Tom

  12. Hi

    Im contacted you a view months ago in regards to a charity run to rome from canterbury. I have planned a route roughly in line with the euro velo 5, but heading into Geneva and into Torino rather then Bern. I have only visited France for holidays and all I remember of it is long motorways and lots of fields! As I will be running I will need a source of food/water/accomodation every 25 miles or so.

    If I stray of the Eurovelo route in favour for my own personal route will this effect this condition? I assume the route is biker friendly so would have hotel/food outlets every 25-50 miles. Is this the same scenario with Italy?

    Thanks again.

    • Hi James
      Yes, I remember you getting in contact. I hope I replied at the time – I try to reply to anyone who expresses an interest in the route. I think you’ll be absolutely fine. Even the the most remote parts of Western Europe are never very far from civilisation so I don’t think you’ll ever get to a point where you won’t be within a days run of anything else, certainly every 25 miles. If you are fairly confident as to how many miles you are going to run per day then you could plan a route that put you at a particular hotel on a particular day but I have to say that I quite liked the flexibility (and sometimes the scaryness) of not knowing where I was going to be on the evening of the day when I set off. That said, with a bike you are more flexible than on foot.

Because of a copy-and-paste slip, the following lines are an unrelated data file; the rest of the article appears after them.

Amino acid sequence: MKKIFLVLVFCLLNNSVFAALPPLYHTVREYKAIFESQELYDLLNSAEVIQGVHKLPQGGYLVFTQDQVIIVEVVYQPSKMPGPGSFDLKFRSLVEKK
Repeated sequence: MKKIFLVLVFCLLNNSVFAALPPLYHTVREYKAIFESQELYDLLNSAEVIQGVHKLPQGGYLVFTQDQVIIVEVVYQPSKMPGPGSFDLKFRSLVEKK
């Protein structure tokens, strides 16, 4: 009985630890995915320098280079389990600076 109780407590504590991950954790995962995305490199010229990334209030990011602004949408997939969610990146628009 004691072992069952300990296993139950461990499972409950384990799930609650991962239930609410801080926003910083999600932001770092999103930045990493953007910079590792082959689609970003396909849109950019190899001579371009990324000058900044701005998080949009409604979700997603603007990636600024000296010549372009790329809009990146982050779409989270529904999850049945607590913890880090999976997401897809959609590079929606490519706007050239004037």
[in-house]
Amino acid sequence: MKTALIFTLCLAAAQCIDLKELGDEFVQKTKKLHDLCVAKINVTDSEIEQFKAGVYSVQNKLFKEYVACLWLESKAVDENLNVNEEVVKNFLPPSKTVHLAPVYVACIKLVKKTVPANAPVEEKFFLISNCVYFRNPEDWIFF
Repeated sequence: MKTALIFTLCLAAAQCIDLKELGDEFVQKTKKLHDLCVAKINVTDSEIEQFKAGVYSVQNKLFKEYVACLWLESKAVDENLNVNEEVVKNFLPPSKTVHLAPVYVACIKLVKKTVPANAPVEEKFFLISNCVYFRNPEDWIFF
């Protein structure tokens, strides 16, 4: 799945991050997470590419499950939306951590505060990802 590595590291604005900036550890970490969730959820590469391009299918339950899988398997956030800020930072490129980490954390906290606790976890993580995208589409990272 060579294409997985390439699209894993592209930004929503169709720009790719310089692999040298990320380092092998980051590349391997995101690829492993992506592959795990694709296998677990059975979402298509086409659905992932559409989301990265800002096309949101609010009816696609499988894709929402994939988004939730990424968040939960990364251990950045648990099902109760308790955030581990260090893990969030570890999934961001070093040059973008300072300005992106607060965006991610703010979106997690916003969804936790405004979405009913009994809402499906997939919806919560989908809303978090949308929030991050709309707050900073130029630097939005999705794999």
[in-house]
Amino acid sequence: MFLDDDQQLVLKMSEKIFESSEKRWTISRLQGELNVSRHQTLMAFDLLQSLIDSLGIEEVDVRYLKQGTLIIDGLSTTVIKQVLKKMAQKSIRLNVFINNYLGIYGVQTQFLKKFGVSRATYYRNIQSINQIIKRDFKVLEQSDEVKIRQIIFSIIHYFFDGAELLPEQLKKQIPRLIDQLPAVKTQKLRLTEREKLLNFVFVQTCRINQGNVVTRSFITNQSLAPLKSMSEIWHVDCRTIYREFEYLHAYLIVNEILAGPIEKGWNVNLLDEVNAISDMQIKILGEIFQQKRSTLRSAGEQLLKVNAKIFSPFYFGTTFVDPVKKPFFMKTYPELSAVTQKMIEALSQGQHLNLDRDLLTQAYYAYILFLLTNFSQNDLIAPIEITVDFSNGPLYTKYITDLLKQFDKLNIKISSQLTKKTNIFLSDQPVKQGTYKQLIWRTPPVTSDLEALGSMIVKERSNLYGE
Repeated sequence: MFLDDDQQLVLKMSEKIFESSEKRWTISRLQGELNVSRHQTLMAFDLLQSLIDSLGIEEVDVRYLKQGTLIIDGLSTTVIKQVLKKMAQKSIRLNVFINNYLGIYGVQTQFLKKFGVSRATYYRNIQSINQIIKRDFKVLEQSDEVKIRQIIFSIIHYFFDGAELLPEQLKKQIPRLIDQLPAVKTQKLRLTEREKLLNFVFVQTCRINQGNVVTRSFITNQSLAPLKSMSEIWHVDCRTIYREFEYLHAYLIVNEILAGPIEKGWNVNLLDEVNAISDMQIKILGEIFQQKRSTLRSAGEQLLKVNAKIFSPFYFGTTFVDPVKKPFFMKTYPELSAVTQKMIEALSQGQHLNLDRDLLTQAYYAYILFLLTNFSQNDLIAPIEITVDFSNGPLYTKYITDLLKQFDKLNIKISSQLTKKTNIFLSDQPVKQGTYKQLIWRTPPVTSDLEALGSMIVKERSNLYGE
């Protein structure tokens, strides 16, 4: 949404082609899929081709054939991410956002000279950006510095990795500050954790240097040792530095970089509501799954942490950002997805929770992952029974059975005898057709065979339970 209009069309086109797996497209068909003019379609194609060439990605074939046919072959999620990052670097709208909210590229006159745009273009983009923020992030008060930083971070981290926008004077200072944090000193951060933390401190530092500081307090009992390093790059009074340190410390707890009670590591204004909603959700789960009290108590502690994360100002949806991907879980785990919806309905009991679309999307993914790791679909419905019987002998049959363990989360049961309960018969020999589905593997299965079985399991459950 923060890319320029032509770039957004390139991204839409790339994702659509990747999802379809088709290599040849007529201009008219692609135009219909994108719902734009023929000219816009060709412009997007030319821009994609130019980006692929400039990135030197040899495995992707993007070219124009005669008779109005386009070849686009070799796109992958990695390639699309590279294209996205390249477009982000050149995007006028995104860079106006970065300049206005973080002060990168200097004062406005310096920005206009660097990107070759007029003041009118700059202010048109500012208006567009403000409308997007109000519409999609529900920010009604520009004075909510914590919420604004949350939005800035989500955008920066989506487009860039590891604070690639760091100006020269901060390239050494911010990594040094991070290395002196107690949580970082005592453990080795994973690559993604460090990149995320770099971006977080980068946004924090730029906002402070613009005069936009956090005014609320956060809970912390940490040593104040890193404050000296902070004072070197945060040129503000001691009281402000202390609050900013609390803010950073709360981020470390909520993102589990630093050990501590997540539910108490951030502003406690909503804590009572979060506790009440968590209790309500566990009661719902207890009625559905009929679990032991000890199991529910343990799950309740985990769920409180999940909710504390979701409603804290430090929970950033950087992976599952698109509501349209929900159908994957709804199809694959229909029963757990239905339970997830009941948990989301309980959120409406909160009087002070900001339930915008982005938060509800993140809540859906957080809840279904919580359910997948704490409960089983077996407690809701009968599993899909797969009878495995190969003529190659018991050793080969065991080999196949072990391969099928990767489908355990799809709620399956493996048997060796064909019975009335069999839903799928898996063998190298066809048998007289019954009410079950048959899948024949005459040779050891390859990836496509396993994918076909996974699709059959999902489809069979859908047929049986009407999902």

Sounds an amazing challenge. Let me know how you get on. Happy to post about you and your charity on the blog when you set off.
      Good luck!
      Andrew

  13. Hi,

    Planning to do the Eurovelo 5 in the summer, and I was wandering if anybody who has done or planning to do it, has mapped it out on a Garmin as a track? on http://www.gpsies.com or something like that?

    Tom

    • Hi. Thanks for passing by. If you Google George Jemmot he has a website where he attempted to map a route from Milan to Belgium. I have to say that in the end I quite liked not having a detailed route to follow; I ended up picking my way from town to town across the continent and the journey was all the better for taking that approach. Good luck with your trip and let me know how you get on :)
      Andrew